Hiring, that is, and it appears that it is going to be an even rougher road over the back half of 2009. If you are in the recruiting, hiring, assessing business you are aware of this fact. 9.4% unemployment is remarkable. From abcnews.com:
The percentage of people without jobs in this country is now at the highest point in nearly 26 years. Every month since January 2008 we have seen jobs disappear.
So far the economy has shed 6 million jobs since the recession started push (sic) employers to start handing out pink slips.
I’m still looking for the report that lists the number of jobs “saved” by the stimulus package. I suspect I will have to wait a bit longer for that information. But fear not, the bleeding does seem to be slowing down:
The Labor Department this morning announced that another 345,000 Americans lost their jobs last month, pushing the unemployment rate up from 8.9 percent in April. Economists had expected a loss of 550,000 jobs and the news that significantly less were lost initially shot the stock market up.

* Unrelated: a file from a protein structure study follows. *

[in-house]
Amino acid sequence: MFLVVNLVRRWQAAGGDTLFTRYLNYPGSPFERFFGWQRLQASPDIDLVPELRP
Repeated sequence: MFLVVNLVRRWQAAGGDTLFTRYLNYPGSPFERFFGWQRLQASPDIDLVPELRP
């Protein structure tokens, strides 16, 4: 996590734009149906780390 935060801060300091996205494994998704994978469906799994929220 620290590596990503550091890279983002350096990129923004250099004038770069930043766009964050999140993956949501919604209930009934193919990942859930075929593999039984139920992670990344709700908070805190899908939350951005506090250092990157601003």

Again, more economists with an inaccurate prediction. I dare say the economy is too dynamic, too multi-faceted for any one person to accurately predict…much like the weather. Yet, here is a development for which I was unaware (emphasis mine):
The (EEOC) commission received an unprecedented 95,402 complaints during a 12-month period ending in October. That’s up 15 percent from the prior year. Of those, 24,582 are charges of age discrimination, a massive 29 percent increase.
I think most of us know that companies often use down markets to purge employees whether deserving or not. A recessionary economy provides cover for companies to layoff workers from a protected class with less liability. I’m not condoning the practice, just being brutally honest.
This uptick in complaints seems to support this unwritten business practice. I think an aspect that the reporter did not address is the overall aging of the workforce. If the Boomers are the majority of the workforce, there stands to reason that there will be a continued increase in age discrimination charges simply based on the numbers. That data would have provided a needed context to the article.